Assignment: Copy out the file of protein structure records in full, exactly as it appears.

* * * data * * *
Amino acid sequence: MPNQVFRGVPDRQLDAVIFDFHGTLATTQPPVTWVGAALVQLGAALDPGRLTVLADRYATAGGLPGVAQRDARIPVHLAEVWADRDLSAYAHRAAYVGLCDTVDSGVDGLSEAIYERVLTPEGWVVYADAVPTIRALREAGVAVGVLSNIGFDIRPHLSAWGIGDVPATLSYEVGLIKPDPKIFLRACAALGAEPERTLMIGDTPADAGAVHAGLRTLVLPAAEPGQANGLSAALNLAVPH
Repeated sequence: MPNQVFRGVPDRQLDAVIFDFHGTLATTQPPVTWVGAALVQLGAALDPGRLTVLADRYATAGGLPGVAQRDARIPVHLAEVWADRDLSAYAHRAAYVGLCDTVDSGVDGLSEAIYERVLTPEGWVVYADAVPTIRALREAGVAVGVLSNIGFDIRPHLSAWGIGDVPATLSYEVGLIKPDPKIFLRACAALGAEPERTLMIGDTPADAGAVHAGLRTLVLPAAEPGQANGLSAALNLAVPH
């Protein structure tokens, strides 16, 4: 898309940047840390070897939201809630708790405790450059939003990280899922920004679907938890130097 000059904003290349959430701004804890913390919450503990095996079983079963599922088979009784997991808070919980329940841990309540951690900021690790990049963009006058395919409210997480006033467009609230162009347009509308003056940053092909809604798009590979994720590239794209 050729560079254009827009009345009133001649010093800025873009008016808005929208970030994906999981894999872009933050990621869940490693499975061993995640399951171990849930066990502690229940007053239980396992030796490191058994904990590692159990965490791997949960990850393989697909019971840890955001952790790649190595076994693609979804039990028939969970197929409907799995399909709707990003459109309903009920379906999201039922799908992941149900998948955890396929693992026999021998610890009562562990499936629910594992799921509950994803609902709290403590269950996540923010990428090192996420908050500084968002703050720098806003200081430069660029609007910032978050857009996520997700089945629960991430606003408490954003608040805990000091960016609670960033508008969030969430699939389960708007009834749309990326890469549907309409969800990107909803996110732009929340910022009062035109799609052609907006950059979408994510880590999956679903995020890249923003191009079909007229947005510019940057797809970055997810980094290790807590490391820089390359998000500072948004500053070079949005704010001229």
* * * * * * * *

Amino acid sequence: MPNQVFRGVPDRQLDAVIFDFHGTLATTQPPVTWVGAALVQLGAALDPGRLTVLADRYATAGGLPGVAQRDARIPVHLAEVWADRDLSAYAHRAAYVGLCDTVDSGVDGLSEAIYERVLTPEGWVVYADAVPTIRALREAGVAVGVLSNIGFDIRPHLSAWGIGDVPATLSYEVGLIKPDPKIFLRACAALGAEPERTLMIGDTPADAGAVHAGLRTLVLPAAEPGQANGLSAALNLAVPH
Repeated sequence: MPNQVFRGVPDRQLDAVIFDFHGTLATTQPPVTWVGAALVQLGAALDPGRLTVLADRYATAGGLPGVAQRDARIPVHLAEVWADRDLSAYAHRAAYVGLCDTVDSGVDGLSEAIYERVLTPEGWVVYADAVPTIRALREAGVAVGVLSNIGFDIRPHLSAWGIGDVPATLSYEVGLIKPDPKIFLRACAALGAEPERTLMIGDTPADAGAVHAGLRTLVLPAAEPGQANGLSAALNLAVPH
């Protein structure tokens, strides 16, 4: 898309940047840390070897939201809630708790405790450059939003990280899922920004679907938890130097 000059904003290349959430701004804890913390919450503990095996079983079963599922088979009784997991808070919980329940841990309540951690900021690790990049963009006058395919409210997480006033467009609230162009347009509308003056940053092909809604798009590979994720590239794209 050729560079254009827009009345009133001649010093800025873009008016808005929208970030994906999981894999872009933050990621869940490693499975061993995640399951171990849930066990502690229940007053239980396992030796490191058994904990590692159990965490791997949960990850393989697909019971840890955001952790790649190595076994693609979804039990028939969970197929409907799995399909709707990003459109309903009920379906999201039922799908992941149900998948955890396929693992026999021998610890009562562990499936629910594992799921509950994803609902709290403590269950996540923010990428090192996420908050500084968002703050720098806003200081430069660029609007910032978050857009996520997700089945629960991430606003408490954003608040805990000091960016609670960033508008969030969430699939389960708007009834749309990326890469549907309409969800990107909803996110732009929340910022009062035109799609052609907006950059979408994510880590999956679903995020890249923003191009079909007229947005510019940057797809970055997810980094290790807590490391820089390359998000500072948004500053070079949005704010001229």